It went on and on, in her brain; there was no end to it; no way to undo the snarl that life had tangled itself up into. She looked at the clock on the mantel, and saw that it was three o'clock. "Why don't you go to bed?" she asked Charmian.
"I shall not go to bed, I shall never go to bed," said Charmian darkly. She added, "If you'll come with me, I will."
"I can't," said Cornelia, with a sort of dry anguish. She rose from where she had been sitting motionless so long. "Let me lie down on that couch of yours, there. I'm tired to death."
She went toward the alcove curtained off from the studio, and Charmian put her arm round her to stay her and help.
"Don't. I can get along perfectly well."
"I will lie down here with you," said Charmian. "You won't mind?"
"No, I shall like to have you."
Cornelia shivered as she sat down on the edge of this divan, and Charmian ran back to put another stick of lightwood on the fire, and turn the gas down to a blue flame. She pulled down rugs and draperies, and dragged them toward the alcove for covering. "Oh, how different it is from the way I always supposed it would be when I expected to sleep here!" She sank her voice to a ghostly whisper, and yawned. "Now you go to sleep, Cornelia; but if you want anything I shall be watching here beside you, and you must ask me. Would you like anything now? An olive, or a—cracker?"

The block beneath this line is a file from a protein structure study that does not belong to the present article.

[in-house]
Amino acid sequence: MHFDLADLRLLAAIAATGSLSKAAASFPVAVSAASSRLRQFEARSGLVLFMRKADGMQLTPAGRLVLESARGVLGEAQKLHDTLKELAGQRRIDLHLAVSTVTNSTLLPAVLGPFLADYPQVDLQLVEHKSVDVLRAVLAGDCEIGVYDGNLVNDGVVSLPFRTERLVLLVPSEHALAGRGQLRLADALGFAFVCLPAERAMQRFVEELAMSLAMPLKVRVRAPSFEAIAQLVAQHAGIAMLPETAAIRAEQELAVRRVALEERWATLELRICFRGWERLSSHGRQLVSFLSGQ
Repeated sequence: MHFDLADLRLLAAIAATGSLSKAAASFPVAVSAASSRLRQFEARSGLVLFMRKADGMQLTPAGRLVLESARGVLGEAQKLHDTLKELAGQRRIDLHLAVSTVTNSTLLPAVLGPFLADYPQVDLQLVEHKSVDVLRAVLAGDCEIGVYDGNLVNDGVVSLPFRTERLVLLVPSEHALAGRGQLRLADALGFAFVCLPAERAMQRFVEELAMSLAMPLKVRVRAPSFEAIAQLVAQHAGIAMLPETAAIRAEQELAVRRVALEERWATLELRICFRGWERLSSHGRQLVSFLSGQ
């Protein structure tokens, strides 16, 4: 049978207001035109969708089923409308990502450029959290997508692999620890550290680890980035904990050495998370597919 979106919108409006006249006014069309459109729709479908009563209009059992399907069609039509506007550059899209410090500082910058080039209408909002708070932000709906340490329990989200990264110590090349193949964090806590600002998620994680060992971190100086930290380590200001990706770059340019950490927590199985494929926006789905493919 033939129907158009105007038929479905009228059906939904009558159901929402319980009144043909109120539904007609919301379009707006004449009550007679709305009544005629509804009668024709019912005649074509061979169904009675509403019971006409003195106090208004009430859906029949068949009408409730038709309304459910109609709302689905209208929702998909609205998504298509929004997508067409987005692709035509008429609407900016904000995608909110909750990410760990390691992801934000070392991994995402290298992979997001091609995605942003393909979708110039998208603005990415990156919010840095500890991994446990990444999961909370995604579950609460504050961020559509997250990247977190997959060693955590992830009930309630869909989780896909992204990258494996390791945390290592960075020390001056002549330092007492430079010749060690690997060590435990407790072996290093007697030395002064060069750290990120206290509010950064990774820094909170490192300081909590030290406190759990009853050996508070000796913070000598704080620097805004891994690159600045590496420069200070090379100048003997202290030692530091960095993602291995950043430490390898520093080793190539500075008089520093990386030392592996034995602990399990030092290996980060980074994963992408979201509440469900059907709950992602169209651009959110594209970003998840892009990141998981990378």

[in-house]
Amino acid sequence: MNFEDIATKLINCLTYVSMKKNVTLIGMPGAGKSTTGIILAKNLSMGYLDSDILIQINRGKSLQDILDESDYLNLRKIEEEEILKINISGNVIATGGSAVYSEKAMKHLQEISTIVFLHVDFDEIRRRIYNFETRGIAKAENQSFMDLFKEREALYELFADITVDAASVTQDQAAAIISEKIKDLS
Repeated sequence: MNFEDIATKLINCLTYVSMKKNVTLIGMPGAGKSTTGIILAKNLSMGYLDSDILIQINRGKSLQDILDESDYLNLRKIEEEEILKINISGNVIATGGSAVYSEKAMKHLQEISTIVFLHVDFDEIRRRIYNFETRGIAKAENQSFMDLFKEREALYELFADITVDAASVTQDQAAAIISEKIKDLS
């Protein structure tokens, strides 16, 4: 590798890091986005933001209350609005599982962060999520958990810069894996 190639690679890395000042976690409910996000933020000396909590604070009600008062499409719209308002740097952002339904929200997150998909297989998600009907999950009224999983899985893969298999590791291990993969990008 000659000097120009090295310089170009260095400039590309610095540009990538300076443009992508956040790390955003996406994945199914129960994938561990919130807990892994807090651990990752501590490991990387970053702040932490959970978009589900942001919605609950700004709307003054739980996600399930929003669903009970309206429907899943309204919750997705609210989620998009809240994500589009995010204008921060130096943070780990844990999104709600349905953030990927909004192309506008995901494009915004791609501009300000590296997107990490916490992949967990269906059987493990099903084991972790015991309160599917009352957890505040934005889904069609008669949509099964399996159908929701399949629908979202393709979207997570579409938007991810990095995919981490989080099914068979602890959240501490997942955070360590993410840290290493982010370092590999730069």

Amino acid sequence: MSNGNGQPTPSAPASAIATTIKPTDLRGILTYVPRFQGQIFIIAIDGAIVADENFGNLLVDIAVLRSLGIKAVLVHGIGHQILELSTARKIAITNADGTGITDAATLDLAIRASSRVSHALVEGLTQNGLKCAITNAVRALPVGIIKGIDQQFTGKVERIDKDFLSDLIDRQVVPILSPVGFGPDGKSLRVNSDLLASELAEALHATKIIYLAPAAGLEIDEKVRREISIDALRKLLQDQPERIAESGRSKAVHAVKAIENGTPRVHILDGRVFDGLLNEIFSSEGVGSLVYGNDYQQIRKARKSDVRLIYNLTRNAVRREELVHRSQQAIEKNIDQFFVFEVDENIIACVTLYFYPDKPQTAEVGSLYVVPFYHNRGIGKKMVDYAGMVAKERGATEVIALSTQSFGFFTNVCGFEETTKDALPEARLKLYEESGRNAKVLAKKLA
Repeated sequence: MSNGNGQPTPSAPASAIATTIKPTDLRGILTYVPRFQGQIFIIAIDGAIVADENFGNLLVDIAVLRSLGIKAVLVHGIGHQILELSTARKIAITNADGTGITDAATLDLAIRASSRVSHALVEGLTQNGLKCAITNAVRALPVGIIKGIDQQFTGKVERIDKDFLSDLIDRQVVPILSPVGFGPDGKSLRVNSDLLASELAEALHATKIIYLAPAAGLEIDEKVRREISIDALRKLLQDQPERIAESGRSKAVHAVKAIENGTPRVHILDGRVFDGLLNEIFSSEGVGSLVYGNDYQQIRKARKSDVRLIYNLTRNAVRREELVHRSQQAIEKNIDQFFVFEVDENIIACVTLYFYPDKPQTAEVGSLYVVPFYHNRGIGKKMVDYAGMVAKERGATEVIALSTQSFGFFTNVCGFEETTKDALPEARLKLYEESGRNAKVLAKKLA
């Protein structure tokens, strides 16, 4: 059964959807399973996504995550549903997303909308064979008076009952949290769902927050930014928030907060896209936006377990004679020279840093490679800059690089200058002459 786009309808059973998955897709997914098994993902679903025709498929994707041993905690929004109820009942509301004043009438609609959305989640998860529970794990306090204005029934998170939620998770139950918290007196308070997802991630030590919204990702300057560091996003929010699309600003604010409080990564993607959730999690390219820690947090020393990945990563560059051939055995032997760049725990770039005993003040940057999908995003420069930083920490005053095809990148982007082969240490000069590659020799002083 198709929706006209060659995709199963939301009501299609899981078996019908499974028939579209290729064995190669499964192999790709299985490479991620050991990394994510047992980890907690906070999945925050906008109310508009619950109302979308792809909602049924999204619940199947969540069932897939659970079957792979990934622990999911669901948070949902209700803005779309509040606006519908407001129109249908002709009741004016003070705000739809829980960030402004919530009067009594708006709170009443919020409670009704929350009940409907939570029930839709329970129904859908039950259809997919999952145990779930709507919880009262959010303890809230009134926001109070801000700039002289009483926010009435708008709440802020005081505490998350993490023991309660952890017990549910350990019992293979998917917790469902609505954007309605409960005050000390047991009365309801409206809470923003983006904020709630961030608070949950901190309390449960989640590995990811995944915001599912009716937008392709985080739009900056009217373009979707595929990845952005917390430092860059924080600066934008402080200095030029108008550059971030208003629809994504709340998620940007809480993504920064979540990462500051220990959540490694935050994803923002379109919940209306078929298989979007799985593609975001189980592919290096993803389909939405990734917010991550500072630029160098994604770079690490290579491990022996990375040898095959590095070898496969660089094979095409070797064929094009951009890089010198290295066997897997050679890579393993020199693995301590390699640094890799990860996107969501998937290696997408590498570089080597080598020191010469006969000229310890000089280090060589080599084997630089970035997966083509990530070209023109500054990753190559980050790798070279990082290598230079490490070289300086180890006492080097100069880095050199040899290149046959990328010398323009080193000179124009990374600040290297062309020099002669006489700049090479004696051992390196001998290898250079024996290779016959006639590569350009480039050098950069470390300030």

"Nothing," said Cornelia, tumbling wearily upon the couch.
Charmian surveyed her white, drawn face with profound appreciation. Then she stretched herself at her side, and in a little while Cornelia knew by her long, regular breathing that she had found relief from the stress of sympathy in sleep.